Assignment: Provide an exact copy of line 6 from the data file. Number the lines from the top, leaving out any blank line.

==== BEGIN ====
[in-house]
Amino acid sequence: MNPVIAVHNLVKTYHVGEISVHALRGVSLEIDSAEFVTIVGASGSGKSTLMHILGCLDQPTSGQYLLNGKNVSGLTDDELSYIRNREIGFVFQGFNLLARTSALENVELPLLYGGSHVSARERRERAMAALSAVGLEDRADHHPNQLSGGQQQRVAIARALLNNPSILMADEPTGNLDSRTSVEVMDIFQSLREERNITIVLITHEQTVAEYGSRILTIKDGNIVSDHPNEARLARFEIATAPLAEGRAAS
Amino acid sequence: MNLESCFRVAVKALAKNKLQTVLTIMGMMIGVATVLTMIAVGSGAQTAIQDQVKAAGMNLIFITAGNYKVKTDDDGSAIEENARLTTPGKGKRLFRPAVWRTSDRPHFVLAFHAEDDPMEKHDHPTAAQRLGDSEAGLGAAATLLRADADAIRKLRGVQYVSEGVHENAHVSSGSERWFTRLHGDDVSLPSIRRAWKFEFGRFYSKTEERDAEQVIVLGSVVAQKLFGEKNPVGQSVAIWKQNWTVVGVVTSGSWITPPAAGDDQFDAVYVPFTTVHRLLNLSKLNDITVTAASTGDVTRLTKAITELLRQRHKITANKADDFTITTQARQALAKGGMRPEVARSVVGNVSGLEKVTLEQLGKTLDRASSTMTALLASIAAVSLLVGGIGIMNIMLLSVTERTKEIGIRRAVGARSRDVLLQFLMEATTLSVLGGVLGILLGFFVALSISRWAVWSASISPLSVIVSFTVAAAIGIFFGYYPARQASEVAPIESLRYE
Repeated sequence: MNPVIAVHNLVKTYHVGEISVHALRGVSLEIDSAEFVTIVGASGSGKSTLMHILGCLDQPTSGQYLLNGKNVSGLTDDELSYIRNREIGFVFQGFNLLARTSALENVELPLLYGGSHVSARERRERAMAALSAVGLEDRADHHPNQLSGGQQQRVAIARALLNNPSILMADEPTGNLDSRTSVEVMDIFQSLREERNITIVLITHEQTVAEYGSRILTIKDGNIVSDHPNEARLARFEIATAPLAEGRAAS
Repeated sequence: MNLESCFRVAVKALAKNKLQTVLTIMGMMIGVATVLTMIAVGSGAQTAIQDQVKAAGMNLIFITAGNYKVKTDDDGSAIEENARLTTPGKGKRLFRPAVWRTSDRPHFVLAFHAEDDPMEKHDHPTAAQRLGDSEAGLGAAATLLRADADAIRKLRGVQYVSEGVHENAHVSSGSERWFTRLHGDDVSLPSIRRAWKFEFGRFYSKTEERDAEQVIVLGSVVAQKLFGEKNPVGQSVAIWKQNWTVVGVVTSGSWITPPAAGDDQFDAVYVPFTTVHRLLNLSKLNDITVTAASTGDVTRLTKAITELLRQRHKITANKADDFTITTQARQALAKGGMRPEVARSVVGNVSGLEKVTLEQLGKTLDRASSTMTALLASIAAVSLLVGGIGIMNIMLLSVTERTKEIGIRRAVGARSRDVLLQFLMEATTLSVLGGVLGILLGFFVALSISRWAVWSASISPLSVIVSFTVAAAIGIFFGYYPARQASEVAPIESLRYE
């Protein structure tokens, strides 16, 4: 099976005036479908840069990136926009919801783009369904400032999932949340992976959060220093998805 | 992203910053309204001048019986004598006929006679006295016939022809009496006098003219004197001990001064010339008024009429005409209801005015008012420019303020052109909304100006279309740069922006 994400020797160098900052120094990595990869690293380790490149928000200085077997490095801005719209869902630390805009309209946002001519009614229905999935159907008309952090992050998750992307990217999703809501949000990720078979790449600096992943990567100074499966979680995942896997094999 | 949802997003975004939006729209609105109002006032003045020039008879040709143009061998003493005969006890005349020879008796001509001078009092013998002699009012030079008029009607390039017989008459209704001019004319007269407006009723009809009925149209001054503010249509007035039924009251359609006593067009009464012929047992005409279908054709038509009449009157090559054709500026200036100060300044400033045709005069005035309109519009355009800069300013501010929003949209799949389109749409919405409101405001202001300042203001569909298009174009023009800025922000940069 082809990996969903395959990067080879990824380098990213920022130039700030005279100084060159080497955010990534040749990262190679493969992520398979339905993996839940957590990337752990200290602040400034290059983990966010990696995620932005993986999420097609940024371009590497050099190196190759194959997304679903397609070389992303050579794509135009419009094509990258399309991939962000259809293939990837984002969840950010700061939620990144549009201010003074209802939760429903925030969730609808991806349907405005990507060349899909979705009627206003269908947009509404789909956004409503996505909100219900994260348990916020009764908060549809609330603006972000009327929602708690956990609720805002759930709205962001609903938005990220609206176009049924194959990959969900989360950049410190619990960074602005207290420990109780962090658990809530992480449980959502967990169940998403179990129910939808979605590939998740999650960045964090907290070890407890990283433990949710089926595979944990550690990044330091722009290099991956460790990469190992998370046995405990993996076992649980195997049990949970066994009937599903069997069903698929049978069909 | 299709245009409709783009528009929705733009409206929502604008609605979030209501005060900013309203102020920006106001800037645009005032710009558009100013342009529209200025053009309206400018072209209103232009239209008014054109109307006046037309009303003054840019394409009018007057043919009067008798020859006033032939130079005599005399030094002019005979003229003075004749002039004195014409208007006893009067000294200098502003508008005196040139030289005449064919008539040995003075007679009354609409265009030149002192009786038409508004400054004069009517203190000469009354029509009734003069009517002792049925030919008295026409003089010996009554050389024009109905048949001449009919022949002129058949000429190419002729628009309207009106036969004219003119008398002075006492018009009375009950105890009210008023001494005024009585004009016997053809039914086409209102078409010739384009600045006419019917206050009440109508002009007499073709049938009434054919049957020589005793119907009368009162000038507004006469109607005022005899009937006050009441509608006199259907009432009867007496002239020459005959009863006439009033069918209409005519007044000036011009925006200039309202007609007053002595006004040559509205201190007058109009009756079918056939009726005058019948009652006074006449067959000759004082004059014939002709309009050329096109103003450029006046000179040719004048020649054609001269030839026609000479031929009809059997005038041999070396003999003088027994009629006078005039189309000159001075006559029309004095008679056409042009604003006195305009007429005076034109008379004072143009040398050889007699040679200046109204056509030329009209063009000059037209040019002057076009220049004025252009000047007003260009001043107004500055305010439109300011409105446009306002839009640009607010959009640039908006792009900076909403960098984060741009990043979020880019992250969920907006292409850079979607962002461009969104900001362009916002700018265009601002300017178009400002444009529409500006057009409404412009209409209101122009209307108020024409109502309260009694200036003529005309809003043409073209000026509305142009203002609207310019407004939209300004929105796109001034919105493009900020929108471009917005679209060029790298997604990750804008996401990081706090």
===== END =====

């Protein structure tokens, strides 16, 4: 099976005036479908840069990136926009919801783009369904400032999932949340992976959060220093998805 | 992203910053309204001048019986004598006929006679006295016939022809009496006098003219004197001990001064010339008024009429005409209801005015008012420019303020052109909304100006279309740069922006 994400020797160098900052120094990595990869690293380790490149928000200085077997490095801005719209869902630390805009309209946002001519009614229905999935159907008309952090992050998750992307990217999703809501949000990720078979790449600096992943990567100074499966979680995942896997094999 | 949802997003975004939006729209609105109002006032003045020039008879040709143009061998003493005969006890005349020879008796001509001078009092013998002699009012030079008029009607390039017989008459209704001019004319007269407006009723009809009925149209001054503010249509007035039924009251359609006593067009009464012929047992005409279908054709038509009449009157090559054709500026200036100060300044400033045709005069005035309109519009355009800069300013501010929003949209799949389109749409919405409101405001202001300042203001569909298009174009023009800025922000940069 082809990996969903395959990067080879990824380098990213920022130039700030005279100084060159080497955010990534040749990262190679493969992520398979339905993996839940957590990337752990200290602040400034290059983990966010990696995620932005993986999420097609940024371009590497050099190196190759194959997304679903397609070389992303050579794509135009419009094509990258399309991939962000259809293939990837984002969840950010700061939620990144549009201010003074209802939760429903925030969730609808991806349907405005990507060349899909979705009627206003269908947009509404789909956004409503996505909100219900994260348990916020009764908060549809609330603006972000009327929602708690956990609720805002759930709205962001609903938005990220609206176009049924194959990959969900989360950049410190619990960074602005207290420990109780962090658990809530992480449980959502967990169940998403179990129910939808979605590939998740999650960045964090907290070890407890990283433990949710089926595979944990550690990044330091722009290099991956460790990469190992998370046995405990993996076992649980195997049990949970066994009937599903069997069903698929049978069909 | 299709245009409709783009528009929705733009409206929502604008609605979030209501005060900013309203102020920006106001800037645009005032710009558009100013342009529209200025053009309206400018072209209103232009239209008014054109109307006046037309009303003054840019394409009018007057043919009067008798020859006033032939130079005599005399030094002019005979003229003075004749002039004195014409208007006893009067000294200098502003508008005196040139030289005449064919008539040995003075007679009354609409265009030149002192009786038409508004400054004069009517203190000469009354029509009734003069009517002792049925030919008295026409003089010996009554050389024009109905048949001449009919022949002129058949000429190419002729628009309207009106036969004219003119008398002075006492018009009375009950105890009210008023001494005024009585004009016997053809039914086409209102078409010739384009600045006419019917206050009440109508002009007499073709049938009434054919049957020589005793119907009368009162000038507004006469109607005022005899009937006050009441509608006199259907009432009867007496002239020459005959009863006439009033069918209409005519007044000036011009925006200039309202007609007053002595006004040559509205201190007058109009009756079918056939009726005058019948009652006074006449067959000759004082004059014939002709309009050329096109103003450029006046000179040719004048020649054609001269030839026609000479031929009809059997005038041999070396003999003088027994009629006078005039189309000159001075006559029309004095008679056409042009604003006195305009007429005076034109008379004072143009040398050889007699040679200046109204056509030329009209063009000059037209040019002057076009220049004025252009000047007003260009001043107004500055305010439109300011409105446009306002839009640009607010959009640039908006792009900076909403960098984060741009990043979020880019992250969920907006292409850079979607962002461009969104900001362009916002700018265009601002300017178009400002444009529409500006057009409404412009209409209101122009209307108020024409109502309260009694200036003529005309809003043409073209000026509305142009203002609207310019407004939209300004929105796109001034919105493009900020929108471009917005679209060029790298997604990750804008996401990081706090």